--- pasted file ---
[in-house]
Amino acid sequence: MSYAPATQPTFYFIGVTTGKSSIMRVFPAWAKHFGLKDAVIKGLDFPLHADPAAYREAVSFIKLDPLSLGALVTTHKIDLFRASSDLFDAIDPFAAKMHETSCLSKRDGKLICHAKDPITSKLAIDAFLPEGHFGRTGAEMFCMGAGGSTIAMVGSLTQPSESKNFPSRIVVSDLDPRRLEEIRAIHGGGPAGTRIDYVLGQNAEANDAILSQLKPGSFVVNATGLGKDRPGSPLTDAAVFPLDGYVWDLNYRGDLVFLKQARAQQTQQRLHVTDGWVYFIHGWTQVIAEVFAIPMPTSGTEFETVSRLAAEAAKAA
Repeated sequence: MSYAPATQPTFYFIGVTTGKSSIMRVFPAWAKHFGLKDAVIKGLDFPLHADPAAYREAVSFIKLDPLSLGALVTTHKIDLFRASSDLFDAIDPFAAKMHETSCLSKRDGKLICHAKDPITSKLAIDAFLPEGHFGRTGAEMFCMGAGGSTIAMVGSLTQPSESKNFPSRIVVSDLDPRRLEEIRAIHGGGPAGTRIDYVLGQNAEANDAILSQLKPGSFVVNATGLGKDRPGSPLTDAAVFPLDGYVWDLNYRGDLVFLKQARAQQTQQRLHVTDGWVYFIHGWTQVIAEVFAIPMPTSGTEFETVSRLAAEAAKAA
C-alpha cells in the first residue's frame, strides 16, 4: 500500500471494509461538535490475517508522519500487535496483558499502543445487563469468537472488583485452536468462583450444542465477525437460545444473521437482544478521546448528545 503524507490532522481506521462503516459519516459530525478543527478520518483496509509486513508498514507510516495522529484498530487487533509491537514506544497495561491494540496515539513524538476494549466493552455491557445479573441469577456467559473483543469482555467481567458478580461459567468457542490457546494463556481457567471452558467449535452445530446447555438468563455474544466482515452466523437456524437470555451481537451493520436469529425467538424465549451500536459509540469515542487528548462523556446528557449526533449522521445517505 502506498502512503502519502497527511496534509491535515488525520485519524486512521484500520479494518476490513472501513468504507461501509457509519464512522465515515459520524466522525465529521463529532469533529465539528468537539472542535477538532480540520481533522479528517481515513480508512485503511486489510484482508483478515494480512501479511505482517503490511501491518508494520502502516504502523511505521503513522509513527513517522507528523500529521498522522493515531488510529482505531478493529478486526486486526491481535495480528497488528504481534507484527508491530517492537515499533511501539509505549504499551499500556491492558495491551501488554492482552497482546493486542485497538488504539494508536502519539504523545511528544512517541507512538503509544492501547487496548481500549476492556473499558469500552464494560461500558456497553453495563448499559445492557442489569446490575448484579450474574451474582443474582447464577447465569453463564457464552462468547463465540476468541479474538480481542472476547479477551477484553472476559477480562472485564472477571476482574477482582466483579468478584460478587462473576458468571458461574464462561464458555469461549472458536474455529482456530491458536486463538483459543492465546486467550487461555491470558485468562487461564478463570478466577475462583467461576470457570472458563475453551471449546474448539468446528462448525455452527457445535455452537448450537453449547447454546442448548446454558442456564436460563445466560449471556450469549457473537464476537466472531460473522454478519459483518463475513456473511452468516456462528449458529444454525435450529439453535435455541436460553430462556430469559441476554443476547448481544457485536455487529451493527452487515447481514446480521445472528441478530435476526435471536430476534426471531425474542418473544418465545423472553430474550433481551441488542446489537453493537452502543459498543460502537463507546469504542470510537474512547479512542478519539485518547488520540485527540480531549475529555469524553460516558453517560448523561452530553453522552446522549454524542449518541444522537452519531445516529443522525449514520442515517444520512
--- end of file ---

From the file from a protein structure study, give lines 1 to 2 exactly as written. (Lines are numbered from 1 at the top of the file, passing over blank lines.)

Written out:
[in-house]
Amino acid sequence: MSYAPATQPTFYFIGVTTGKSSIMRVFPAWAKHFGLKDAVIKGLDFPLHADPAAYREAVSFIKLDPLSLGALVTTHKIDLFRASSDLFDAIDPFAAKMHETSCLSKRDGKLICHAKDPITSKLAIDAFLPEGHFGRTGAEMFCMGAGGSTIAMVGSLTQPSESKNFPSRIVVSDLDPRRLEEIRAIHGGGPAGTRIDYVLGQNAEANDAILSQLKPGSFVVNATGLGKDRPGSPLTDAAVFPLDGYVWDLNYRGDLVFLKQARAQQTQQRLHVTDGWVYFIHGWTQVIAEVFAIPMPTSGTEFETVSRLAAEAAKAA